Al-Issawiya Demolition. Image Credit: PNN
By Noga F.
Following a decrease in Palestinian demolitions by Israeli forces during the holy month of Ramadan, the month of July marked a return to the standard dozens of Israeli demolitions of Palestinian homes.
Building permits are nearly impossible for Palestinians to obtain from Israeli authorities and at least third of Palestinian buildings do not have a permit. On July 1st a Palestinian family in the neighbourhood of Issawiya in occupied East Jerusalem were forced to demolish their own home in order to avoid being charged thousands of pounds for the cost of the demolition on the pretext of a lack of a building permit. A further demolition took place in Issawiya on July 11th, when a four storey home under construction was demolished. The demolition took place despite the building’s owner having a scheduled meeting with Israeli authorities to postpone the demolition. Demolitions continued in occupied East Jerusalem in the neighbourhood of Silwan, where demolitions took place on the 4th and 12th of the month, comprising of three houses in total. These included the second demolition of the home of Salih Shweiki, who in February was forced to demolish his own home. Left with no alternative home for his family, Shweiki rebuilt the house which was demolished again this month. The demolitions led to clashes between Palestinian residents and Israeli forces, where one Palestinian youth was injured. Further demolitions took place on July 12th in the East Jerusalem neighbourhoods of Jabal al Mukabbir and Wadi Abu Hindi, with one family home demolished in each neighbourhood. A further demolition took place in the East Jerusalem neighbourhood of Zaayyem on July 17th, where one home was demolished. In total, 17 homes were demolished in East Jerusalem during this time period, affecting the lives and livelihoods of countless of Palestinians.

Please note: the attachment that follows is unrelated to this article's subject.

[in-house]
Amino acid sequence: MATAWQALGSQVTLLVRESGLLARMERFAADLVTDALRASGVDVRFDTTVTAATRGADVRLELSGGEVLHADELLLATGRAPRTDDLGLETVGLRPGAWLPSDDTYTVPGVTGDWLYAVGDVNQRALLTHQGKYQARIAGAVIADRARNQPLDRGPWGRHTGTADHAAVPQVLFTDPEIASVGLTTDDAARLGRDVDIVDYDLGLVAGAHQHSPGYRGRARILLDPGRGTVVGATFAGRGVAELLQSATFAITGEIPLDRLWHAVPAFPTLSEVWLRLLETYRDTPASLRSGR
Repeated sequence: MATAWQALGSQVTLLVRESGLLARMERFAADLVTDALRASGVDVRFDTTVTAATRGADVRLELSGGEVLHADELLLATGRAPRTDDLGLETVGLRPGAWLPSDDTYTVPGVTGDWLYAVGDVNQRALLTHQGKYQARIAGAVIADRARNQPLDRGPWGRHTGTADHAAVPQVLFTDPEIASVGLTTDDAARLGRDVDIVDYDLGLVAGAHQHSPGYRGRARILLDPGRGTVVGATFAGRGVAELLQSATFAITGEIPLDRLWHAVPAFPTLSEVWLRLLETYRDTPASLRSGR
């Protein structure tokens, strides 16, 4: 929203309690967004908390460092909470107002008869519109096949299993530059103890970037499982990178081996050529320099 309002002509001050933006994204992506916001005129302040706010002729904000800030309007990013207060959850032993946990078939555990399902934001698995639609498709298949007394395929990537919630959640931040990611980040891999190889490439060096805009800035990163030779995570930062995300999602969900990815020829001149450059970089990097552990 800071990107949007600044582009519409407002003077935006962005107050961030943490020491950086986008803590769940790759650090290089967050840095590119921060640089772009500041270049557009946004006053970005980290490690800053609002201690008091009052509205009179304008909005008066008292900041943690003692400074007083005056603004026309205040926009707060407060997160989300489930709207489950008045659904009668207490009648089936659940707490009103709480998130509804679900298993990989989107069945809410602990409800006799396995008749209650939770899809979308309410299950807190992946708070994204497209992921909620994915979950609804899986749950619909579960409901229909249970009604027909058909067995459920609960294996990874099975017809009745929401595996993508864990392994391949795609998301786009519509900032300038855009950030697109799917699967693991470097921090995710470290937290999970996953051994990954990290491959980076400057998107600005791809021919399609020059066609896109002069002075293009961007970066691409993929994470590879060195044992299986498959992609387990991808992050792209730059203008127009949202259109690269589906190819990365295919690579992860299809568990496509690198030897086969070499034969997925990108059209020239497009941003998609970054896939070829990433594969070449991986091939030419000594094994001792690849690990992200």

Another area hard hit by demolition this month has been the Negev/Naqab desert, where around 180,000 Bedouin Arabs live. Around half of them live in villages ‘unrecognised’ by the Israeli government, which means they are not connected to the electricity or water grid, and are under a constant threat of demolitions. On July 5th, the unrecognised Bedouin village of Al-Araqib was demolished for the 115th time since 2010. A further 3 demolitions took place in the Negev on the same day, in the Bedouin city of Rahat a home was demolished, a home, chicken coop and water container were destroyed near Segev Shalom, and near the village of Kseife, a Beduoin man was forced to demolish his own home in order to avoid demolition charges. Further demolitions took place in the Beduoin village of Wadi al-Na’am where on July 12th a protest tent was destroyed, and on July 20th a home belonging to an orphaned family was demolished. A further two demolitions took place in the Negev on July 20th, one home was demolished the Bedouin city of Hura, and another home was demolished in Wadi Ghawin near Mulda. A final demolition took place on July 20th in the Occupied Palestinian Territory, near the village of Qalandiya where one demolition took place.